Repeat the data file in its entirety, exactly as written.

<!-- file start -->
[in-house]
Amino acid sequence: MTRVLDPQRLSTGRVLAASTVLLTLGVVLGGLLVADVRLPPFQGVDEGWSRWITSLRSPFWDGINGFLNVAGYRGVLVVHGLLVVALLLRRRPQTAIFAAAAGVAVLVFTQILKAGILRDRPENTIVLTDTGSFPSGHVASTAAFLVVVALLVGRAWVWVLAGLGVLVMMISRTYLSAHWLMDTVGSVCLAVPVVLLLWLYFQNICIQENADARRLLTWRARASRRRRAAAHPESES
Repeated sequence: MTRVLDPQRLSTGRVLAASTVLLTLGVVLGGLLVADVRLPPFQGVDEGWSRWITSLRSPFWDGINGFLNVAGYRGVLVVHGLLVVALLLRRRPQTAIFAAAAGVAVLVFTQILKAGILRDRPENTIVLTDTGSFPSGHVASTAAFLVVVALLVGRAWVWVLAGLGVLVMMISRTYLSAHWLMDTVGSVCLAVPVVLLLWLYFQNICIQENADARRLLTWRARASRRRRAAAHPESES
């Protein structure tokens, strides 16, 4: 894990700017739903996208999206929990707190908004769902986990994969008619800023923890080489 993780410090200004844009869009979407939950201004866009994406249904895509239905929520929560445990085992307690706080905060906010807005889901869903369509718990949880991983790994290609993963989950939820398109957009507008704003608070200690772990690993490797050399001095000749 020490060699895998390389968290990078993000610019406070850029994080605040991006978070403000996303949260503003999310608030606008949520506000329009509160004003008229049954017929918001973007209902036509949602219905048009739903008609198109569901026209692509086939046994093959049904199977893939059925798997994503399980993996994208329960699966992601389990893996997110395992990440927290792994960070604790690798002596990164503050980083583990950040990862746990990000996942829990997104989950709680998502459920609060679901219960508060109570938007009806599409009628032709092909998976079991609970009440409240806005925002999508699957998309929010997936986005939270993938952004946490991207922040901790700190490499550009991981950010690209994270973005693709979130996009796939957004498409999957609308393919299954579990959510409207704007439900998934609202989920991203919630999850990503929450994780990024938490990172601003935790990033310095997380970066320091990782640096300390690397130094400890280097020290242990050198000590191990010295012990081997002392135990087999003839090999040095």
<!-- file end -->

[in-house]
Amino acid sequence: MTRVLDPQRLSTGRVLAASTVLLTLGVVLGGLLVADVRLPPFQGVDEGWSRWITSLRSPFWDGINGFLNVAGYRGVLVVHGLLVVALLLRRRPQTAIFAAAAGVAVLVFTQILKAGILRDRPENTIVLTDTGSFPSGHVASTAAFLVVVALLVGRAWVWVLAGLGVLVMMISRTYLSAHWLMDTVGSVCLAVPVVLLLWLYFQNICIQENADARRLLTWRARASRRRRAAAHPESES
Repeated sequence: MTRVLDPQRLSTGRVLAASTVLLTLGVVLGGLLVADVRLPPFQGVDEGWSRWITSLRSPFWDGINGFLNVAGYRGVLVVHGLLVVALLLRRRPQTAIFAAAAGVAVLVFTQILKAGILRDRPENTIVLTDTGSFPSGHVASTAAFLVVVALLVGRAWVWVLAGLGVLVMMISRTYLSAHWLMDTVGSVCLAVPVVLLLWLYFQNICIQENADARRLLTWRARASRRRRAAAHPESES
């Protein structure tokens, strides 16, 4: 894990700017739903996208999206929990707190908004769902986990994969008619800023923890080489 993780410090200004844009869009979407939950201004866009994406249904895509239905929520929560445990085992307690706080905060906010807005889901869903369509718990949880991983790994290609993963989950939820398109957009507008704003608070200690772990690993490797050399001095000749 020490060699895998390389968290990078993000610019406070850029994080605040991006978070403000996303949260503003999310608030606008949520506000329009509160004003008229049954017929918001973007209902036509949602219905048009739903008609198109569901026209692509086939046994093959049904199977893939059925798997994503399980993996994208329960699966992601389990893996997110395992990440927290792994960070604790690798002596990164503050980083583990950040990862746990990000996942829990997104989950709680998502459920609060679901219960508060109570938007009806599409009628032709092909998976079991609970009440409240806005925002999508699957998309929010997936986005939270993938952004946490991207922040901790700190490499550009991981950010690209994270973005693709979130996009796939957004498409999957609308393919299954579990959510409207704007439900998934609202989920991203919630999850990503929450994780990024938490990172601003935790990033310095997380970066320091990782640096300390690397130094400890280097020290242990050198000590191990010295012990081997002392135990087999003839090999040095």